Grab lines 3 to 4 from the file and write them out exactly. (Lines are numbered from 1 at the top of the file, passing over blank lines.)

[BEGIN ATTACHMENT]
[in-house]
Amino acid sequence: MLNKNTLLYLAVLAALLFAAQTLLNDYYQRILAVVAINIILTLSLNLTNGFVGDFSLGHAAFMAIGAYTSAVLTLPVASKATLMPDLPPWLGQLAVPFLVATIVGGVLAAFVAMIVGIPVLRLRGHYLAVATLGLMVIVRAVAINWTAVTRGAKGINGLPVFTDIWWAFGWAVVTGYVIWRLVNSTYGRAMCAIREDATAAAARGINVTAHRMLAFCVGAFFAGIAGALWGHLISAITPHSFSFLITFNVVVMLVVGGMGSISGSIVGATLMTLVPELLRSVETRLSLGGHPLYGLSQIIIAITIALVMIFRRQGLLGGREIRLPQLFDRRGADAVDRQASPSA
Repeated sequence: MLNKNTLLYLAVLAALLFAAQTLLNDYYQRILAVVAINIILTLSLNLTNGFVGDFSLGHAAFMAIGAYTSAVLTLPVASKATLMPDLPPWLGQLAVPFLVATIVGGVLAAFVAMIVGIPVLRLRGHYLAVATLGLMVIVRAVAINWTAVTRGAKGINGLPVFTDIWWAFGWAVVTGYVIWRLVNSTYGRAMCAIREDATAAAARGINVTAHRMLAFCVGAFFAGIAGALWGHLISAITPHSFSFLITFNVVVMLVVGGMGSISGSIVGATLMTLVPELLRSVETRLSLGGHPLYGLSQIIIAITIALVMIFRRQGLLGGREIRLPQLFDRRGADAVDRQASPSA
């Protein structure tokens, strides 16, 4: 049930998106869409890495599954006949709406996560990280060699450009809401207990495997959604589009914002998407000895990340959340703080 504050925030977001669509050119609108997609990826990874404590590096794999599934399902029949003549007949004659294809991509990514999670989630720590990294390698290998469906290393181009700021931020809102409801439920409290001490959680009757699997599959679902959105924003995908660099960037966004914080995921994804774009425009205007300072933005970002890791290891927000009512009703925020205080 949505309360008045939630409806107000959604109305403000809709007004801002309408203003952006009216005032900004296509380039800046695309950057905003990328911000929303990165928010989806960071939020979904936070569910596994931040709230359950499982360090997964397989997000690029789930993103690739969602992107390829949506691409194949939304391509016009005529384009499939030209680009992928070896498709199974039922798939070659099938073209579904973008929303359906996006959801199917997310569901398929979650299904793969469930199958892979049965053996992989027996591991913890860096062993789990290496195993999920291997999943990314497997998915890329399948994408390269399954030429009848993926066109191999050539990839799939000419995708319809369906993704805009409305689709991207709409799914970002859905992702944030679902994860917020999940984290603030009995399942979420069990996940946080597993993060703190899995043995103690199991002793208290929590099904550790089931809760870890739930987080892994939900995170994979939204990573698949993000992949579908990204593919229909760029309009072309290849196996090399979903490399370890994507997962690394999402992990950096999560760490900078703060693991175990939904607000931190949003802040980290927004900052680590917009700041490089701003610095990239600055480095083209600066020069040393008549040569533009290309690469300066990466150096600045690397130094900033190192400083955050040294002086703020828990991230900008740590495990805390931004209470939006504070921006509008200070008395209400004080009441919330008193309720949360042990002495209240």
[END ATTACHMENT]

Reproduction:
Repeated sequence: MLNKNTLLYLAVLAALLFAAQTLLNDYYQRILAVVAINIILTLSLNLTNGFVGDFSLGHAAFMAIGAYTSAVLTLPVASKATLMPDLPPWLGQLAVPFLVATIVGGVLAAFVAMIVGIPVLRLRGHYLAVATLGLMVIVRAVAINWTAVTRGAKGINGLPVFTDIWWAFGWAVVTGYVIWRLVNSTYGRAMCAIREDATAAAARGINVTAHRMLAFCVGAFFAGIAGALWGHLISAITPHSFSFLITFNVVVMLVVGGMGSISGSIVGATLMTLVPELLRSVETRLSLGGHPLYGLSQIIIAITIALVMIFRRQGLLGGREIRLPQLFDRRGADAVDRQASPSA
């Protein structure tokens, strides 16, 4: 049930998106869409890495599954006949709406996560990280060699450009809401207990495997959604589009914002998407000895990340959340703080 504050925030977001669509050119609108997609990826990874404590590096794999599934399902029949003549007949004659294809991509990514999670989630720590990294390698290998469906290393181009700021931020809102409801439920409290001490959680009757699997599959679902959105924003995908660099960037966004914080995921994804774009425009205007300072933005970002890791290891927000009512009703925020205080 949505309360008045939630409806107000959604109305403000809709007004801002309408203003952006009216005032900004296509380039800046695309950057905003990328911000929303990165928010989806960071939020979904936070569910596994931040709230359950499982360090997964397989997000690029789930993103690739969602992107390829949506691409194949939304391509016009005529384009499939030209680009992928070896498709199974039922798939070659099938073209579904973008929303359906996006959801199917997310569901398929979650299904793969469930199958892979049965053996992989027996591991913890860096062993789990290496195993999920291997999943990314497997998915890329399948994408390269399954030429009848993926066109191999050539990839799939000419995708319809369906993704805009409305689709991207709409799914970002859905992702944030679902994860917020999940984290603030009995399942979420069990996940946080597993993060703190899995043995103690199991002793208290929590099904550790089931809760870890739930987080892994939900995170994979939204990573698949993000992949579908990204593919229909760029309009072309290849196996090399979903490399370890994507997962690394999402992990950096999560760490900078703060693991175990939904607000931190949003802040980290927004900052680590917009700041490089701003610095990239600055480095083209600066020069040393008549040569533009290309690469300066990466150096600045690397130094900033190192400083955050040294002086703020828990991230900008740590495990805390931004209470939006504070921006509008200070008395209400004080009441919330008193309720949360042990002495209240």